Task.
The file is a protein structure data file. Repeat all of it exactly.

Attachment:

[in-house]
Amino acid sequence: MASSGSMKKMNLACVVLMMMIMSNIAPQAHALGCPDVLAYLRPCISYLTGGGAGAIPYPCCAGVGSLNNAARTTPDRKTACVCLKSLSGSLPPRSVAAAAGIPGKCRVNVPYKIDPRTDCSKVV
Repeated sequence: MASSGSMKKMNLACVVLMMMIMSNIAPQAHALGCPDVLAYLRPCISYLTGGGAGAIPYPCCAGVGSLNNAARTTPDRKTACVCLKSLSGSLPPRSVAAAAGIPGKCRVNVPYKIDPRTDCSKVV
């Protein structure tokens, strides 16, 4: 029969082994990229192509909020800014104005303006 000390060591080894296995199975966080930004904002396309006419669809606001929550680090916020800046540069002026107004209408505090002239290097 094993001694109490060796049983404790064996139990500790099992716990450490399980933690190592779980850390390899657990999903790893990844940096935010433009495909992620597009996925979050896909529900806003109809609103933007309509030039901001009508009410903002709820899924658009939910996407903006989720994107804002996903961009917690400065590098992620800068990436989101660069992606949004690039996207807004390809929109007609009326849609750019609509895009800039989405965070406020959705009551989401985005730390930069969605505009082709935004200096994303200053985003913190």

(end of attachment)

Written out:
[in-house]
Amino acid sequence: MASSGSMKKMNLACVVLMMMIMSNIAPQAHALGCPDVLAYLRPCISYLTGGGAGAIPYPCCAGVGSLNNAARTTPDRKTACVCLKSLSGSLPPRSVAAAAGIPGKCRVNVPYKIDPRTDCSKVV
Repeated sequence: MASSGSMKKMNLACVVLMMMIMSNIAPQAHALGCPDVLAYLRPCISYLTGGGAGAIPYPCCAGVGSLNNAARTTPDRKTACVCLKSLSGSLPPRSVAAAAGIPGKCRVNVPYKIDPRTDCSKVV
């Protein structure tokens, strides 16, 4: 029969082994990229192509909020800014104005303006 000390060591080894296995199975966080930004904002396309006419669809606001929550680090916020800046540069002026107004209408505090002239290097 094993001694109490060796049983404790064996139990500790099992716990450490399980933690190592779980850390390899657990999903790893990844940096935010433009495909992620597009996925979050896909529900806003109809609103933007309509030039901001009508009410903002709820899924658009939910996407903006989720994107804002996903961009917690400065590098992620800068990436989101660069992606949004690039996207807004390809929109007609009326849609750019609509895009800039989405965070406020959705009551989401985005730390930069969605505009082709935004200096994303200053985003913190």